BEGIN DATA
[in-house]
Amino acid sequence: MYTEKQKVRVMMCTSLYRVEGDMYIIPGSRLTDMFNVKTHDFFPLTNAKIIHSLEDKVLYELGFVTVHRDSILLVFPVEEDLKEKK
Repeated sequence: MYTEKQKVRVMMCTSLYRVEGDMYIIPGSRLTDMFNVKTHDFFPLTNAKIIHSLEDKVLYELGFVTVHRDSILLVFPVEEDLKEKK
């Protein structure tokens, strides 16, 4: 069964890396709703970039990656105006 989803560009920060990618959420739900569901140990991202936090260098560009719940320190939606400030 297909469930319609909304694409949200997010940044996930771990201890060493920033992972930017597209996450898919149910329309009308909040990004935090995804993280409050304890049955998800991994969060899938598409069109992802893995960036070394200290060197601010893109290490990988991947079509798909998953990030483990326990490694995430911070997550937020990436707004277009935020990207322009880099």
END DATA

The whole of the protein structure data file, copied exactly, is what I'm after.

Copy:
[in-house]
Amino acid sequence: MYTEKQKVRVMMCTSLYRVEGDMYIIPGSRLTDMFNVKTHDFFPLTNAKIIHSLEDKVLYELGFVTVHRDSILLVFPVEEDLKEKK
Repeated sequence: MYTEKQKVRVMMCTSLYRVEGDMYIIPGSRLTDMFNVKTHDFFPLTNAKIIHSLEDKVLYELGFVTVHRDSILLVFPVEEDLKEKK
């Protein structure tokens, strides 16, 4: 069964890396709703970039990656105006 989803560009920060990618959420739900569901140990991202936090260098560009719940320190939606400030 297909469930319609909304694409949200997010940044996930771990201890060493920033992972930017597209996450898919149910329309009308909040990004935090995804993280409050304890049955998800991994969060899938598409069109992802893995960036070394200290060197601010893109290490990988991947079509798909998953990030483990326990490694995430911070997550937020990436707004277009935020990207322009880099």